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The Mechanics
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Chicago Public Schools Fri Oct 24 2014

Chicago Organizers Protest Lead-Contaminated Schools

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Demonstrators protest lead-contaminated schools outside CPS' Loop headquarters. Photo by Kelly Hayes


Organizers with Chicago Light Brigade (CLB) demonstrated outside a board of education meeting Wednesday morning to call for immediate action on lead-based paint contamination in school buildings -- a hazard they suspect is widespread in Chicago.

Protesters claimed Chicago Public Schools officials knowingly ignored reports of hazardous lead contamination at Gale Elementary Community Academy in Rogers Park for at least five years before they began removing the lead-contaminated paint earlier this year.

CLB organizer Kelly Hayes said CPS only took action on the cleanup at Gale Elementary because Illinois Attorney General Lisa Madigan forced it to do so following media investigations into the school's condition.

"They knew about it for years and did nothing," Hayes said.

CLB released a report Tuesday outlining the conditions at Gale Elementary and CPS' failure to respond in an appropriate fashion.

The report exhibits internal CPS documents showing the district knew about lead problems at Gale Elementary since at least 2009.

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Crumbling lead-based paint at Gale Elementary. Photo from Chicago Light Brigade, via Facebook


One of the biggest hazards with deteriorating lead-based paint is the presence of lead dust. It's highly toxic to people and is easily spread and breathed into the lungs by air circulation.

A 2012 Chicago Reader article summarized the hazard like this:

"It doesn't take much: a sugar packet's worth of lead dust scattered across a football field is enough to poison a child."

Lead poisoning can cause permanent learning and mental disabilities and lead to lowered student performance.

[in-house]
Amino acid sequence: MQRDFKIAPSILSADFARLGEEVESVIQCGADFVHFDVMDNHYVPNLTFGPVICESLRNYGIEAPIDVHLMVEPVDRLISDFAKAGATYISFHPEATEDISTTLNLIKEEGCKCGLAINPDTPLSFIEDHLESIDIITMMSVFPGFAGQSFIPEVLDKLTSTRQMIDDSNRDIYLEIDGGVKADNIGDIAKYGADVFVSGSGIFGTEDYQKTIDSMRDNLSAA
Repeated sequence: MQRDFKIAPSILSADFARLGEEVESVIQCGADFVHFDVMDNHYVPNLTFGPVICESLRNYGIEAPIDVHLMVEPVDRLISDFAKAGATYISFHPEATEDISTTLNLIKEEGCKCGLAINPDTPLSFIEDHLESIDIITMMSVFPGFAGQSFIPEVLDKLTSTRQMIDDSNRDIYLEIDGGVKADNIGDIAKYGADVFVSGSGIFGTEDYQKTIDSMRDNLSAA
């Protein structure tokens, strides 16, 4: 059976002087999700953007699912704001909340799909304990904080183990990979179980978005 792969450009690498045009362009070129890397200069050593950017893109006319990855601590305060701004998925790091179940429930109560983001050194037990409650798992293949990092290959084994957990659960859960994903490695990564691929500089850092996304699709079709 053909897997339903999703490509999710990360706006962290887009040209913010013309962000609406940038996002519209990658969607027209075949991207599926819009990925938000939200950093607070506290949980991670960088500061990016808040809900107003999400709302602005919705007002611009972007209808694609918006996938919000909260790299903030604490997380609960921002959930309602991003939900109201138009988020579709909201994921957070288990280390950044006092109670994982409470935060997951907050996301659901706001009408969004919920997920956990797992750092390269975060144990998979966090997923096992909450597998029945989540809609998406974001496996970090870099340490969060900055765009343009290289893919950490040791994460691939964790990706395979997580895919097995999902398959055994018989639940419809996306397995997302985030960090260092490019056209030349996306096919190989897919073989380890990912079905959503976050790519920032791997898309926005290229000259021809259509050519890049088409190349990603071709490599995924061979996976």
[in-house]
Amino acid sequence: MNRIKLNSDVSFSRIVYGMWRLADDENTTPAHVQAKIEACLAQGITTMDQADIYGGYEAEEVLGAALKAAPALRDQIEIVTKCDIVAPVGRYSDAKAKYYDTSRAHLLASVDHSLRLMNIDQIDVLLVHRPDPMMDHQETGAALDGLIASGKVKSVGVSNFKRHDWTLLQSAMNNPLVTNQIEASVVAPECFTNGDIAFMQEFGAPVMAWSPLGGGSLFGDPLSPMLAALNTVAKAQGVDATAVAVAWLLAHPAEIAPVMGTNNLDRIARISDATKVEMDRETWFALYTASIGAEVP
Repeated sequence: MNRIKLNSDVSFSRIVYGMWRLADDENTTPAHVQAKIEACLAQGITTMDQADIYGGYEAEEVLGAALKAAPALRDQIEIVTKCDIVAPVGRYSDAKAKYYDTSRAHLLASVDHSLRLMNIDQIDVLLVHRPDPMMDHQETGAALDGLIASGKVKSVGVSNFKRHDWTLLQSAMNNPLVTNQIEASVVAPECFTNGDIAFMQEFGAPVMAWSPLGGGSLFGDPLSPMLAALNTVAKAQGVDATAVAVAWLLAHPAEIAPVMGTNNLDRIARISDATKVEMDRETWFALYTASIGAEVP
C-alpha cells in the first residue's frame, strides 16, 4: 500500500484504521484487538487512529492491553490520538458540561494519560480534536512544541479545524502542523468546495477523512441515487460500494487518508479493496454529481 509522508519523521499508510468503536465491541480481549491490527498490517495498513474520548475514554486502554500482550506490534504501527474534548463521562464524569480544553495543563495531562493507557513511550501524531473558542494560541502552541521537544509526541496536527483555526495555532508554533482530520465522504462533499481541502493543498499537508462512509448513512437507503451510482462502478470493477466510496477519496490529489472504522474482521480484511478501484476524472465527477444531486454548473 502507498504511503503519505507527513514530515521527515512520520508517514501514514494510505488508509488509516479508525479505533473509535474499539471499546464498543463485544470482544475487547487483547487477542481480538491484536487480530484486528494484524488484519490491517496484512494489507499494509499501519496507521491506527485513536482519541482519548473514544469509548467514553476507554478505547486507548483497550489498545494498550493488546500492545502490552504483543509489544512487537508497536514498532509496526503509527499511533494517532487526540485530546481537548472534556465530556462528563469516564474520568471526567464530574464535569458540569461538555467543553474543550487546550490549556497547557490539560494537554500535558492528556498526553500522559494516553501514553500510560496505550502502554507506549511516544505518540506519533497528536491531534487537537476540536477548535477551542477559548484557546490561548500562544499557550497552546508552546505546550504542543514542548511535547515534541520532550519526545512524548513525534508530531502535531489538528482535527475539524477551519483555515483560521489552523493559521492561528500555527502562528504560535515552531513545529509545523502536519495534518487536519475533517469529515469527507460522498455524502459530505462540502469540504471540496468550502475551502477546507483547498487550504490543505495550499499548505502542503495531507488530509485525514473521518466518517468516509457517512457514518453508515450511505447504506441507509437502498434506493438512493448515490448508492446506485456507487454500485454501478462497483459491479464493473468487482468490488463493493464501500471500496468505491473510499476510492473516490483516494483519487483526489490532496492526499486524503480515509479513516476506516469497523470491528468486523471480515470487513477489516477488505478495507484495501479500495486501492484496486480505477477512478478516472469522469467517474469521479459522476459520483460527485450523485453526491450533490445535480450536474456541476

School conditions like this can contribute to higher rates of youth incarceration as well, Hayes said.

Chicago Light Brigade is a network of community activists and organizers focused on defending public education and fighting youth incarceration - two issues that Hayes believes are directly related.

Babur Balos, another CLB organizer at Wednesday's demonstration, accused CPS of letting schools like Gale Elementary fall into disrepair on purpose.

"They're starving certain schools (with budget cuts) because they want them fail," Balos said.

He believes this is part of CPS' plan to privatize more schools. Low-income students and students of color are being most affected, he said.

"These cuts have led to serious safety issues inside schools," Babur said. "Teachers and students are being put at risk and CPS is hiding this issue."

CLB is demanding an independent investigation into this matter, to reveal the extent of lead contamination across the school district.

"We want CPS to release lead reports on all schools built prior to the lead ban in 1978," Hayes said. "But CPS doesn't answer our FOIA requests."

CPS officials could not be readily reached for comment on any specific allegations, but CPS spokesperson Bill McCaffrey had this to say in an email statement Wednesday:

"Chicago Public Schools' top priority is the safety and well-being of its students, teachers and staff. Our facilities team continuously monitors buildings for any unsafe conditions, which includes preventing any buildings with lead-based paints from posing a health threat.

As a precautionary measure, CPS will be evaluating Gale Math and Science Academy this evening and determine what steps, if any, are necessary to provide students with a healthy learning environment."

 
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